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Mount Misery

Mount Misery


Directions - Mount Misery is located 45 minutes from Hobart taking Huon Highway south until you reach Huonville. From here take Wilmot Road out of town then left onto North Huon Road. The Bush Retreat is located up the hill on Browns Road and the trail head is located at the main BBQ area. 

The Hike - With my first full day of exploring the Huon Valley I had scheduled in three hikes for the day starting with a visit to Mount Misery, a place that sounds nothing like it is. After a lovely breakfast at my accommodation I loaded up the Outlander with the essentials for the day and began the lovely drive to Huonville where the turnoff for Mount Misery is. I had read about the drive up to Mount Misery before I visited but I didn't actually expect to need to lock the diffs getting up there. Having booked an SUV just to see what the new X-Trail was like (and being slightly salty at not getting one) I didn't think I would actually need the extra capability over a hatchback but thankfully I did. 

Mount Misery is located within the grounds of the Huon Bush Retreat and as such is a privately maintained track. Once you reach the entry point of the bush retreat there is a manual on what to do with your car depending on what type of vehicle it is (2WD, 4WD etc). While not a muddy slope or filled with large ruts, it was steep enough and bumpy enough to make me wonder if a hatchback or sedan could make it up without getting stuck spinning the wheels or beached on one of the many bumps. After spilling a little bit of my coffee I eventually made it to the bush camp and followed the signs to the walk trail parking. A BBQ area and a registration booth mark where the hike starts and as a reverse tadpole (loop trail with a return section halfway through), you can choose to walk either way if you want. It is more logical to start at the registration booth and follow the trail from there but free will is a lovely thing. Having registered my details I entered the rainforest and began my journey up to the summit. While the hike is up to the summit of a hill, the beginning takes you through the temperate rainforest that was a little unexpected driving up the hill. With plenty of green around this was a great start to the hike. Large Man Ferns, thick Stringybarks and moss everywhere creates a lush playground that is a delight to walk through.


Boardwalk sections provide respite from the muddy trail although on my visit the dry weather I'd experienced since leaving Hobart continued and there wasn't much mud around. The sunny conditions were not that favourable with photographing the rainforest either and unfortunately the photos don't really do the place justice. The stark contrast between light and shadow looks fine in person but doesn't translate well when you try and photograph them. There wasn't much I could do about it now so just continued to enjoy the walk as I came across one of the biggest Stringybarks I'd seen in Tasmania. This particular example has an information board next to it and a cool scientific way of measuring how tall it is using PVC piping. With an expansive girth I couldn't capture it in one shot so created a vertical panorama to try and portray the immense size but again, it doesn't really translate to being there in person. A couple of massive fallen Stringybarks, one resting on the other in a criss-cross pattern provides a cool tunnel to pass under and is one of the prettiest places on the trail. This fortunate placement of trees along with the surrounding undergrowth of ferns and mosses provides a moment to stop and appreciate how good an ancient rainforest can be. I just wish that I'd come on a cloudy day to be able to better capture it.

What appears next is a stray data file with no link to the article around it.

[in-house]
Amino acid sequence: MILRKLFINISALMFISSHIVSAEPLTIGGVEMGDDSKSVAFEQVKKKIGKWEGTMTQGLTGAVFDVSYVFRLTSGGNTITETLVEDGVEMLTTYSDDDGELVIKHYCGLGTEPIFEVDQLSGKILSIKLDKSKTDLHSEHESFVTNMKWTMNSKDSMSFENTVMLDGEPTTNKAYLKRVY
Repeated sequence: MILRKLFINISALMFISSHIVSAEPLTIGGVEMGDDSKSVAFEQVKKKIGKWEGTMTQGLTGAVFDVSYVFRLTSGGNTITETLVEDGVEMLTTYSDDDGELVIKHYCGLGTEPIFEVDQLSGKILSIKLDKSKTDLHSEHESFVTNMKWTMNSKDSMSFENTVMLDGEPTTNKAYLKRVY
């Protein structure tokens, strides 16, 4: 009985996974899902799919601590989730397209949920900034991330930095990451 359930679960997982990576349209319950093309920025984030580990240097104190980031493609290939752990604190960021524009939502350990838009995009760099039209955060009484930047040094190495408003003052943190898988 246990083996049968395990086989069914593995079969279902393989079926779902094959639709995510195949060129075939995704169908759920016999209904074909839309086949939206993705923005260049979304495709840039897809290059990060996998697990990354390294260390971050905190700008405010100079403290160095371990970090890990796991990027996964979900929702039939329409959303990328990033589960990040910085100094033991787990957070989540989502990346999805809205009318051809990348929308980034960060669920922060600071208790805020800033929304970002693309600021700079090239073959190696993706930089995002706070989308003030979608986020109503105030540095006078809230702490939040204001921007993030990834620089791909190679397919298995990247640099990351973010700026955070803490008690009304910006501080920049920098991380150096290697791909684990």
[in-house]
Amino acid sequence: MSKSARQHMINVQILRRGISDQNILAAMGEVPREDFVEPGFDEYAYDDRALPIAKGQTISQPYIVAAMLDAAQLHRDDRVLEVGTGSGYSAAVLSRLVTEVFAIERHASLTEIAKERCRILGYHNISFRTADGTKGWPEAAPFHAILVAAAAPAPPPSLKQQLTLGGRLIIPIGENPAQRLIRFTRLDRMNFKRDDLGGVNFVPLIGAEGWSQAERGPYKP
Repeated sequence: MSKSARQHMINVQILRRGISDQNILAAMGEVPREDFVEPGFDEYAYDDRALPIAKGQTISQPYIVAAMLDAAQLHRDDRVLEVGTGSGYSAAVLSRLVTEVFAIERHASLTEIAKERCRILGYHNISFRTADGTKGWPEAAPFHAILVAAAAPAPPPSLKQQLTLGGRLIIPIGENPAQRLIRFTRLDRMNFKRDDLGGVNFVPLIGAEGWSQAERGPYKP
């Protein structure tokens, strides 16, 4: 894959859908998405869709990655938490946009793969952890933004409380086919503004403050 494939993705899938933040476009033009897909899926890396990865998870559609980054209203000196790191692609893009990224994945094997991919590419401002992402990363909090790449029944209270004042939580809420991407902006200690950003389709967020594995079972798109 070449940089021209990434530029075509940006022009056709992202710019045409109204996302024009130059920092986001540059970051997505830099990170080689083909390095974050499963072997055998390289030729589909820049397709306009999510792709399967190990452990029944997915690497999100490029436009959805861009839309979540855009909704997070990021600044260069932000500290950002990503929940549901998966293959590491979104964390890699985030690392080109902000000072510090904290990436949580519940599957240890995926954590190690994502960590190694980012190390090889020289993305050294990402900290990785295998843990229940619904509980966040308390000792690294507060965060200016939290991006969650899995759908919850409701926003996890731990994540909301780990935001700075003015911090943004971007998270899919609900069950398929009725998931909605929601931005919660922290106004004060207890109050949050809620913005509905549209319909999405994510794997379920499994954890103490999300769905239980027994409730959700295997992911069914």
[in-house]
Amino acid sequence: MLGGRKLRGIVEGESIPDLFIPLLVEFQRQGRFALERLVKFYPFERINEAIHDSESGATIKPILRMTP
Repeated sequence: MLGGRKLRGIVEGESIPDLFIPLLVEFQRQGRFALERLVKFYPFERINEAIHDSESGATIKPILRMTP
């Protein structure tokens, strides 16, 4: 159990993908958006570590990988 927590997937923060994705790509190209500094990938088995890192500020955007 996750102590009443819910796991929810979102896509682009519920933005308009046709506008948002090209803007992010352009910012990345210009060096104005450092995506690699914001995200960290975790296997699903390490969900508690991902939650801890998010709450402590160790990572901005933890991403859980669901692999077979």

Up ahead was a resting point of boardwalk and wooden barriers where an information board tells you all about the history of the rainforest and has a guess at the age of this pocket (around 400 years from the last big wildfire). I'm sure if it had been wetter the streams and gullies that are hinted at with rock piles would be flowing but alas it was not to be for me on this day. This area also marks the start of the sustained climbing out of the rainforest and up towards to summit. A series of rocky steps and switchbacks ascends through the still lush rainforest and it was here I had an unexpected wildlife encounter. Sitting in the canopy was a pair of Yellow Tailed Black Cockatoos having a bit of a snuggle and play. Being a big fan of the Black Cockatoo varieties we have in Western Australia it was nice to see their eastern states cousins playfully going about their business in much the same way. I spent a while here trying to get photographs of them both together, preferably with their tails showing their full colour but without my other lens the quality of the photos is a bit grainy.


Dragging myself away I continued up the hill but looking back down into the valley I saw my two friends still on the same branch. Taking more photos of course I thought that these had to be the best cockatoo models I've come across as every other one I've seen either sit too high in the canopy or fly away too quickly. With the rainforest canopy starting to thin out a little it was becoming apparent that the climbing would soon be over and I'd hopefully get to enjoy some summit views. While still in the rainforest I was presented with another Tasmanian pool gate indicating that a lookout was near. Regnans Lookout was on the other side and provided some limited views (thanks to the canopy) of the surrounding landscape looking east towards the farmland surrounding Huonville. Exiting the last strands of rainforest you ascend into the open forest and look skyward towards the final rocky section. A crown of mature eucalyptus trees provides an excellent photo opportunity and with clear skies it certainly looked the business.